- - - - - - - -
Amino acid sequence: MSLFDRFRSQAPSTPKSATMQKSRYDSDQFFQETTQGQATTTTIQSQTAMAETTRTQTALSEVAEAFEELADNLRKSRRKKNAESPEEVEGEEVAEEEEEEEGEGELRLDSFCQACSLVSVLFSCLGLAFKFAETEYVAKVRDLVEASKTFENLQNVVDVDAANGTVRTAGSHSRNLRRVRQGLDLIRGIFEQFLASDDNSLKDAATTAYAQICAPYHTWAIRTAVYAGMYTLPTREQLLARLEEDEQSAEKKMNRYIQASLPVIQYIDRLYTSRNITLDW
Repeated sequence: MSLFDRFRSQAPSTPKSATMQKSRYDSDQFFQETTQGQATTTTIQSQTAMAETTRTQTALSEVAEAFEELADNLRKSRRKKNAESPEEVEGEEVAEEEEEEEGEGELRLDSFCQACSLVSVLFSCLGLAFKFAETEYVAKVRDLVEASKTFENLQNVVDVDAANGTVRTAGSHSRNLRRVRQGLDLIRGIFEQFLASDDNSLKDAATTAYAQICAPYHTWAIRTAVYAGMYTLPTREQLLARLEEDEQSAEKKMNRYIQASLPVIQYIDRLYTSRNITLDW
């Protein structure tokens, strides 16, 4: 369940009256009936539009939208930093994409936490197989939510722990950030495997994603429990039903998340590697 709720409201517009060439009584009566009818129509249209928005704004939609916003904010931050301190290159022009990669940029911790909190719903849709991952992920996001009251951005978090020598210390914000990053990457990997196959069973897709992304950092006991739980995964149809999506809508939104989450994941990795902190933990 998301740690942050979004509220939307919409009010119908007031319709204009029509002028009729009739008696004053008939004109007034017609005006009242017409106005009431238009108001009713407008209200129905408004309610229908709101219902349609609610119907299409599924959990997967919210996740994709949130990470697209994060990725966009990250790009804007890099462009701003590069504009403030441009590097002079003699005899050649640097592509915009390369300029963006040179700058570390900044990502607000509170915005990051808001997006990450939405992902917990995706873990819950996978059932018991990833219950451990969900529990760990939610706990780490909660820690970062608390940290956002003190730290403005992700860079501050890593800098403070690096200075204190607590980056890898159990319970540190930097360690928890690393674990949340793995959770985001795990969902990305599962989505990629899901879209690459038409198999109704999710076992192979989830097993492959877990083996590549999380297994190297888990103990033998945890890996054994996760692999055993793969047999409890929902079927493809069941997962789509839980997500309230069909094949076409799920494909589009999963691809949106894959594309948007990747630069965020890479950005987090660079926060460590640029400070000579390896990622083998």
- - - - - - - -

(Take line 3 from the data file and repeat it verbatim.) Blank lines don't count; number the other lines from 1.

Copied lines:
């Protein structure tokens, strides 16, 4: 369940009256009936539009939208930093994409936490197989939510722990950030495997994603429990039903998340590697 709720409201517009060439009584009566009818129509249209928005704004939609916003904010931050301190290159022009990669940029911790909190719903849709991952992920996001009251951005978090020598210390914000990053990457990997196959069973897709992304950092006991739980995964149809999506809508939104989450994941990795902190933990 998301740690942050979004509220939307919409009010119908007031319709204009029509002028009729009739008696004053008939004109007034017609005006009242017409106005009431238009108001009713407008209200129905408004309610229908709101219902349609609610119907299409599924959990997967919210996740994709949130990470697209994060990725966009990250790009804007890099462009701003590069504009403030441009590097002079003699005899050649640097592509915009390369300029963006040179700058570390900044990502607000509170915005990051808001997006990450939405992902917990995706873990819950996978059932018991990833219950451990969900529990760990939610706990780490909660820690970062608390940290956002003190730290403005992700860079501050890593800098403070690096200075204190607590980056890898159990319970540190930097360690928890690393674990949340793995959770985001795990969902990305599962989505990629899901879209690459038409198999109704999710076992192979989830097993492959877990083996590549999380297994190297888990103990033998945890890996054994996760692999055993793969047999409890929902079927493809069941997962789509839980997500309230069909094949076409799920494909589009999963691809949106894959594309948007990747630069965020890479950005987090660079926060460590640029400070000579390896990622083998």